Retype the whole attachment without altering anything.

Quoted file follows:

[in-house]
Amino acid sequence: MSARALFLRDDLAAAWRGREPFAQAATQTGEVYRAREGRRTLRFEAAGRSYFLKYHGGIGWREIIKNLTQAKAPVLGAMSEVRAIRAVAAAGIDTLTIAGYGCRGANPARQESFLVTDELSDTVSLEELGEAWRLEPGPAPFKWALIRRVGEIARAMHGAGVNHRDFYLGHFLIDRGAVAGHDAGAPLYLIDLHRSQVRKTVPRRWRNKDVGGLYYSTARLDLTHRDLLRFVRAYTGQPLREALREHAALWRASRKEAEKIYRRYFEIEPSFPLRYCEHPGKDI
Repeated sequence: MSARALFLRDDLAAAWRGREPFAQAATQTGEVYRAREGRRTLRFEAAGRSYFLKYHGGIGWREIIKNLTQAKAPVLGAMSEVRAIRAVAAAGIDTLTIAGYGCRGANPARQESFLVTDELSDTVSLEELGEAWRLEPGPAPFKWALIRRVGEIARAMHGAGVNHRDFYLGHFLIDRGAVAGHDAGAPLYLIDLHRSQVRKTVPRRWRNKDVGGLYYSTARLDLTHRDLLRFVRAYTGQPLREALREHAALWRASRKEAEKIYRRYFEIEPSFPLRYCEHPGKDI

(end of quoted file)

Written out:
[in-house]
Amino acid sequence: MSARALFLRDDLAAAWRGREPFAQAATQTGEVYRAREGRRTLRFEAAGRSYFLKYHGGIGWREIIKNLTQAKAPVLGAMSEVRAIRAVAAAGIDTLTIAGYGCRGANPARQESFLVTDELSDTVSLEELGEAWRLEPGPAPFKWALIRRVGEIARAMHGAGVNHRDFYLGHFLIDRGAVAGHDAGAPLYLIDLHRSQVRKTVPRRWRNKDVGGLYYSTARLDLTHRDLLRFVRAYTGQPLREALREHAALWRASRKEAEKIYRRYFEIEPSFPLRYCEHPGKDI
Repeated sequence: MSARALFLRDDLAAAWRGREPFAQAATQTGEVYRAREGRRTLRFEAAGRSYFLKYHGGIGWREIIKNLTQAKAPVLGAMSEVRAIRAVAAAGIDTLTIAGYGCRGANPARQESFLVTDELSDTVSLEELGEAWRLEPGPAPFKWALIRRVGEIARAMHGAGVNHRDFYLGHFLIDRGAVAGHDAGAPLYLIDLHRSQVRKTVPRRWRNKDVGGLYYSTARLDLTHRDLLRFVRAYTGQPLREALREHAALWRASRKEAEKIYRRYFEIEPSFPLRYCEHPGKDI